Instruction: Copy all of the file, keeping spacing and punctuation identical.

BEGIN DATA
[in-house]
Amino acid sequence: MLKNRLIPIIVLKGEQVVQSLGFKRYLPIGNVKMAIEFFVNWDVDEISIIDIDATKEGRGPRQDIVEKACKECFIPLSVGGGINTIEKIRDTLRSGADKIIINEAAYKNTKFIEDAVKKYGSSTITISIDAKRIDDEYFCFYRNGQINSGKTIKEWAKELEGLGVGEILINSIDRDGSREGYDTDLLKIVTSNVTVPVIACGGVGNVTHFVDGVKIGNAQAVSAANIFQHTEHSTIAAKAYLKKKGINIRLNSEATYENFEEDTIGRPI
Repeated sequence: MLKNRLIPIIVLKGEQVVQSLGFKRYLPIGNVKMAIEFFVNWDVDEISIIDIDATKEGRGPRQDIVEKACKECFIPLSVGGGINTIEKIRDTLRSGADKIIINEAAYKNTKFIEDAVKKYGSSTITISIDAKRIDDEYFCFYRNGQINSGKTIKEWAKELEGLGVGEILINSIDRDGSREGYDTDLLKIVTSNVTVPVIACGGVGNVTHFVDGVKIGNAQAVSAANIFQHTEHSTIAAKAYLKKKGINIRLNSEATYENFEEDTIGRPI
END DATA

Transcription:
[in-house]
Amino acid sequence: MLKNRLIPIIVLKGEQVVQSLGFKRYLPIGNVKMAIEFFVNWDVDEISIIDIDATKEGRGPRQDIVEKACKECFIPLSVGGGINTIEKIRDTLRSGADKIIINEAAYKNTKFIEDAVKKYGSSTITISIDAKRIDDEYFCFYRNGQINSGKTIKEWAKELEGLGVGEILINSIDRDGSREGYDTDLLKIVTSNVTVPVIACGGVGNVTHFVDGVKIGNAQAVSAANIFQHTEHSTIAAKAYLKKKGINIRLNSEATYENFEEDTIGRPI
Repeated sequence: MLKNRLIPIIVLKGEQVVQSLGFKRYLPIGNVKMAIEFFVNWDVDEISIIDIDATKEGRGPRQDIVEKACKECFIPLSVGGGINTIEKIRDTLRSGADKIIINEAAYKNTKFIEDAVKKYGSSTITISIDAKRIDDEYFCFYRNGQINSGKTIKEWAKELEGLGVGEILINSIDRDGSREGYDTDLLKIVTSNVTVPVIACGGVGNVTHFVDGVKIGNAQAVSAANIFQHTEHSTIAAKAYLKKKGINIRLNSEATYENFEEDTIGRPI